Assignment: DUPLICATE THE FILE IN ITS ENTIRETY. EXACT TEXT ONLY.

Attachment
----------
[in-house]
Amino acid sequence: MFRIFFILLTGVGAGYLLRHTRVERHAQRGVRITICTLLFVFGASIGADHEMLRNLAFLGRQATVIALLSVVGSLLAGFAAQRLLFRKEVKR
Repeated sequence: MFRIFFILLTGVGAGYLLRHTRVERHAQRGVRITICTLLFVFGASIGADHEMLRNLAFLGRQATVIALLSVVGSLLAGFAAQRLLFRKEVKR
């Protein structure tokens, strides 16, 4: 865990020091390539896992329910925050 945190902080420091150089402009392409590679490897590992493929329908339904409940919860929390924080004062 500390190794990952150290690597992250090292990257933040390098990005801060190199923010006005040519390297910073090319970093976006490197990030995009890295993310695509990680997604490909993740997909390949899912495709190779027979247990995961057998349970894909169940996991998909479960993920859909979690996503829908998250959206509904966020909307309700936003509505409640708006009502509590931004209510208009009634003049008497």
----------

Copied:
[in-house]
Amino acid sequence: MFRIFFILLTGVGAGYLLRHTRVERHAQRGVRITICTLLFVFGASIGADHEMLRNLAFLGRQATVIALLSVVGSLLAGFAAQRLLFRKEVKR
Repeated sequence: MFRIFFILLTGVGAGYLLRHTRVERHAQRGVRITICTLLFVFGASIGADHEMLRNLAFLGRQATVIALLSVVGSLLAGFAAQRLLFRKEVKR
């Protein structure tokens, strides 16, 4: 865990020091390539896992329910925050 945190902080420091150089402009392409590679490897590992493929329908339904409940919860929390924080004062 500390190794990952150290690597992250090292990257933040390098990005801060190199923010006005040519390297910073090319970093976006490197990030995009890295993310695509990680997604490909993740997909390949899912495709190779027979247990995961057998349970894909169940996991998909479960993920859909979690996503829908998250959206509904966020909307309700936003509505409640708006009502509590931004209510208009009634003049008497």